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Webber sent to back of Chinese GP grid

Red Bull Formula One driver Mark Webber of Australia stops in the pit lane during the qualifying session for the Chinese F1 Grand Prix at th
Red Bull Formula One driver Mark Webber of Australia stops in the pit lane during the qualifying session for the Chinese F1 Grand Prix at th

By Alan Baldwin

SHANGHAI (Reuters) - Red Bull's Mark Webber was sent to the back of the grid for Sunday's Chinese Grand Prix after running out of fuel in qualifying.

Formula One's governing International Automobile Federation (FIA) said the team admitted they had failed to put sufficient fuel in the car to get it back to the pits and provide a mandatory one liter sample.

The FIA said the car had just 150ml of fuel left in the tank.

The Australian had qualified 14th after parking his car by the side of the track.

"This was out of my hands. I can't be disappointed for my performance," said Webber.

Team principal Christian Horner said the problem was with the bowser, the tank that holds the fuel for the rig to deliver to the car.

"On Mark's in-lap we saw large drop outs in the fuel tank collector and the car unfortunately ran dry of fuel," he said.

"The fuel bowser has been immediately quarantined for further investigation. It's a shame as he would obviously have made Q3 (the top 10) today and the tactic with both drivers was to adopt the same strategy."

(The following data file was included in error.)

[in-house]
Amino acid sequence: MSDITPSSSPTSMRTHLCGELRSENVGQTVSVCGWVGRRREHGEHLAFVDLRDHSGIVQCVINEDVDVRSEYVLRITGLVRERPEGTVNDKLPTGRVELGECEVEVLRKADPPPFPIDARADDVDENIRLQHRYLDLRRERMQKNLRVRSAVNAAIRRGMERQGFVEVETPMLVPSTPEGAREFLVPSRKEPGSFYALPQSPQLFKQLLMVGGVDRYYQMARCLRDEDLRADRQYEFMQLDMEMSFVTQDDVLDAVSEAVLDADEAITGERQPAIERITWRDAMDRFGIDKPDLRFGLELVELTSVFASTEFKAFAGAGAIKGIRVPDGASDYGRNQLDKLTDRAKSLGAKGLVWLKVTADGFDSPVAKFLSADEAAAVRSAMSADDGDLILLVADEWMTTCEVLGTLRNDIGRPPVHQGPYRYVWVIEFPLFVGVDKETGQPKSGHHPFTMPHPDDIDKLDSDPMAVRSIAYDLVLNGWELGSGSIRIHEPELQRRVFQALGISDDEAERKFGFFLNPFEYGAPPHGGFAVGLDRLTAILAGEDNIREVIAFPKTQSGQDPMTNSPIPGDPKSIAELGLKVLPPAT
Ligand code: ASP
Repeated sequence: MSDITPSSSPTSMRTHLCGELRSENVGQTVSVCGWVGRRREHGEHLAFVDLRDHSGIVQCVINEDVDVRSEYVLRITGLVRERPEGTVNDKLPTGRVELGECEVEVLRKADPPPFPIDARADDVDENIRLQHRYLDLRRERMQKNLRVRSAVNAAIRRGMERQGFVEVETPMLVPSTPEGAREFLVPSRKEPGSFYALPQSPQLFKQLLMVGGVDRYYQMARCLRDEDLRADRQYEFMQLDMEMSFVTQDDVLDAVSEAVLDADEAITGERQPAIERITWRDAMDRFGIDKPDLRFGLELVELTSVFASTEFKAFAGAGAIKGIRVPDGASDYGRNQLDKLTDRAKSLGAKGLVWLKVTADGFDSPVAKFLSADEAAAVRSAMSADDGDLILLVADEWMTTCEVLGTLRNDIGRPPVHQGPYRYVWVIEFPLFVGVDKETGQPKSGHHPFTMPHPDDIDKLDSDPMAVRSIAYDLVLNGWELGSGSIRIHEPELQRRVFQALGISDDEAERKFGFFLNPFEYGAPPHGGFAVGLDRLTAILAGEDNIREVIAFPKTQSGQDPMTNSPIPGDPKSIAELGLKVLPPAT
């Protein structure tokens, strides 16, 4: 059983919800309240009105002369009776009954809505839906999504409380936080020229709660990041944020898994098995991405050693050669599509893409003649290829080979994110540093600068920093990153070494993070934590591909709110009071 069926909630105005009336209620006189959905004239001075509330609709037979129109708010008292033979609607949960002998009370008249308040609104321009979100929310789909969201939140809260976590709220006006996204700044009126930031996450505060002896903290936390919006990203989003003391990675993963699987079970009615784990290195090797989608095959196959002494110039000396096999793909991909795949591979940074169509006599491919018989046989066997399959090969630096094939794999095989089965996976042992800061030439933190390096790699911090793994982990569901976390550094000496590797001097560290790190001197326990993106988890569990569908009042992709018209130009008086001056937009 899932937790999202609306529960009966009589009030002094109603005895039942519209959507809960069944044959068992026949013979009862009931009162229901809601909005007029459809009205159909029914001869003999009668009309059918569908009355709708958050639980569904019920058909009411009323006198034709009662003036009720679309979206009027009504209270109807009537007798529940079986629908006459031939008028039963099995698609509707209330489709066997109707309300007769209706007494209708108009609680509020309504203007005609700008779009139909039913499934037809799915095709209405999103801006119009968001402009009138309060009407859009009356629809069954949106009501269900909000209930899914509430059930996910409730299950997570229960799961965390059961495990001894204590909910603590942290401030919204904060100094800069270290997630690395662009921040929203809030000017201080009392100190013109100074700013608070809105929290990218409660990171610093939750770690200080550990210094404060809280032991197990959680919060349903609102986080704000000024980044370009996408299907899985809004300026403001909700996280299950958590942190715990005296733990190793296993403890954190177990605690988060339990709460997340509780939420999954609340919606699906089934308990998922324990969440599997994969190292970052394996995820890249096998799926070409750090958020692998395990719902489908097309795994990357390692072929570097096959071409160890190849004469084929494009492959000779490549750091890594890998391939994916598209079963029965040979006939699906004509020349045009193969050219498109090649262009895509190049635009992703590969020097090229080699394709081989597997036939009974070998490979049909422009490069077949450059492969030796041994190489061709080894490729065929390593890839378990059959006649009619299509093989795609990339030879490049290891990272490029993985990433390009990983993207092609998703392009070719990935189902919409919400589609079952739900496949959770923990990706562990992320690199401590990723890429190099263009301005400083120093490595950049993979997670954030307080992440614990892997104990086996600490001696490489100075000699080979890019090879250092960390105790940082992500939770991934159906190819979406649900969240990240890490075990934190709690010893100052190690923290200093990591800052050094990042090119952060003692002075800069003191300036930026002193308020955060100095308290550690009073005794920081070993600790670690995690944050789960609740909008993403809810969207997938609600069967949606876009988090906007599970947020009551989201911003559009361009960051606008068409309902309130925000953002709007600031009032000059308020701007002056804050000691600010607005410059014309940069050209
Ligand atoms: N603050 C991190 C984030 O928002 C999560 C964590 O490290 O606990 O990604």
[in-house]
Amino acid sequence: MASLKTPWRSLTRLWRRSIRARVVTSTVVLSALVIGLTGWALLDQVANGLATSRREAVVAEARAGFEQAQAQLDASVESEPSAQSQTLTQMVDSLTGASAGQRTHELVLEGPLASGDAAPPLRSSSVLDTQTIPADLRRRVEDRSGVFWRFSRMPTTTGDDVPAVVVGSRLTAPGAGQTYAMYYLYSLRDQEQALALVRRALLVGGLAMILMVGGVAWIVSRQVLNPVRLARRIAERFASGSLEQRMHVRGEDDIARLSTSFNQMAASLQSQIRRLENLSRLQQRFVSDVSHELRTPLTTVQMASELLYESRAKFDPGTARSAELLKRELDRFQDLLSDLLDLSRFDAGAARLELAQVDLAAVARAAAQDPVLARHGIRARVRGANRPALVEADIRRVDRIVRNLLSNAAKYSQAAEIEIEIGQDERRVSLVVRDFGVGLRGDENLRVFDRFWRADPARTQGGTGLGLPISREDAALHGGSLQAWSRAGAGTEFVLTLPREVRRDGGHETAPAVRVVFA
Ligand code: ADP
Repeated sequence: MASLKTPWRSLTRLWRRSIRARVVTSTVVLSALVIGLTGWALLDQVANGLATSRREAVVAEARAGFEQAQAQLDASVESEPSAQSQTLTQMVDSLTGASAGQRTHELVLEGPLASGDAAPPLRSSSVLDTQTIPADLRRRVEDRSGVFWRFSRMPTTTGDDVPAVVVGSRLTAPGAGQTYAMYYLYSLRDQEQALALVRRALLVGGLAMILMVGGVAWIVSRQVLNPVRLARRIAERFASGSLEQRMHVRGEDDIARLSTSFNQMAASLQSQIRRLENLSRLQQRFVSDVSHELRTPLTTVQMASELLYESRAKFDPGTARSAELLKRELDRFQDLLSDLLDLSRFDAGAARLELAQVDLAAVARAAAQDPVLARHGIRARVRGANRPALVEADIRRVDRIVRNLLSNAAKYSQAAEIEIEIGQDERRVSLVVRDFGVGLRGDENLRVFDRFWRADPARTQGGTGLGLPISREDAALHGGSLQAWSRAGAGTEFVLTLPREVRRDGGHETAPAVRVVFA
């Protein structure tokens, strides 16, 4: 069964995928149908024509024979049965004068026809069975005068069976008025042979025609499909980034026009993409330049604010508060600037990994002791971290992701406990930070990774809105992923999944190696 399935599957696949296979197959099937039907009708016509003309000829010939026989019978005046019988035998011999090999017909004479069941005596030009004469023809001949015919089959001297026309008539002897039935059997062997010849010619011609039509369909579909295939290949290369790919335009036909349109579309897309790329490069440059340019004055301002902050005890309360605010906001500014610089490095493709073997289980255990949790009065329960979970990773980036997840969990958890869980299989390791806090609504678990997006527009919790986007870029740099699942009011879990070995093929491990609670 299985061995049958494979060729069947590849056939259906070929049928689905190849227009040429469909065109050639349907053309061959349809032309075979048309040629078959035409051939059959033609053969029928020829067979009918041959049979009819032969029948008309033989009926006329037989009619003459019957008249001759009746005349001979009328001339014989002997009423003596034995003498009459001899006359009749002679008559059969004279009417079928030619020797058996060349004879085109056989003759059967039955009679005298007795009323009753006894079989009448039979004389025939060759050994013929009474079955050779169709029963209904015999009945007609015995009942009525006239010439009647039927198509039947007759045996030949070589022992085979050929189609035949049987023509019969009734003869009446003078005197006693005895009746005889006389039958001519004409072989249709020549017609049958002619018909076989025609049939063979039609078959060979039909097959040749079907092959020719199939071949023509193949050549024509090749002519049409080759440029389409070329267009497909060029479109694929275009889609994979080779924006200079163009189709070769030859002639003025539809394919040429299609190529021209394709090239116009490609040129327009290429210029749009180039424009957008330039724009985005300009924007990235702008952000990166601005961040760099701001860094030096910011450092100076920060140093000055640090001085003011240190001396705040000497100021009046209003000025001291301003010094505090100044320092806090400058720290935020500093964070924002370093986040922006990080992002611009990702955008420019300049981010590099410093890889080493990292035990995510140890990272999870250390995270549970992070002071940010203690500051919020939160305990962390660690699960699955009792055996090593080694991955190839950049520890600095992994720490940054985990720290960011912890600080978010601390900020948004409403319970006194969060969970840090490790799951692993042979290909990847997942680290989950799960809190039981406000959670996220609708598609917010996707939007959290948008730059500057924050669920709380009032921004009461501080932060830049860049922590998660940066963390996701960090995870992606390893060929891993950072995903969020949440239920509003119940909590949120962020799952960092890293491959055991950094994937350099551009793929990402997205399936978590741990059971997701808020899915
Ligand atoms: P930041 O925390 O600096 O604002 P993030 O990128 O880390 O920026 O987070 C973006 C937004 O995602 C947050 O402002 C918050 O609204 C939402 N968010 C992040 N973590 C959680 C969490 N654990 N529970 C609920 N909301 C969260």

Team mate and championship leader Sebastian Vettel, who caused a storm at the previous race in Malaysia when he ignored team orders and overtook Webber to win the race, qualified ninth after having to abort his one attempted lap in the final phase due to a brake problem.

However he qualified on the harder tires and is likely to be leading the race when all those ahead of him on the softer rubber make early stops.

The German started from the pit lane in Abu Dhabi last year due to a lack of fuel in qualifying when fighting for the third title that he ultimately won. He told reporters he was concerned that Webber's problem could be a similar one.

(Editing by John Mehaffey)

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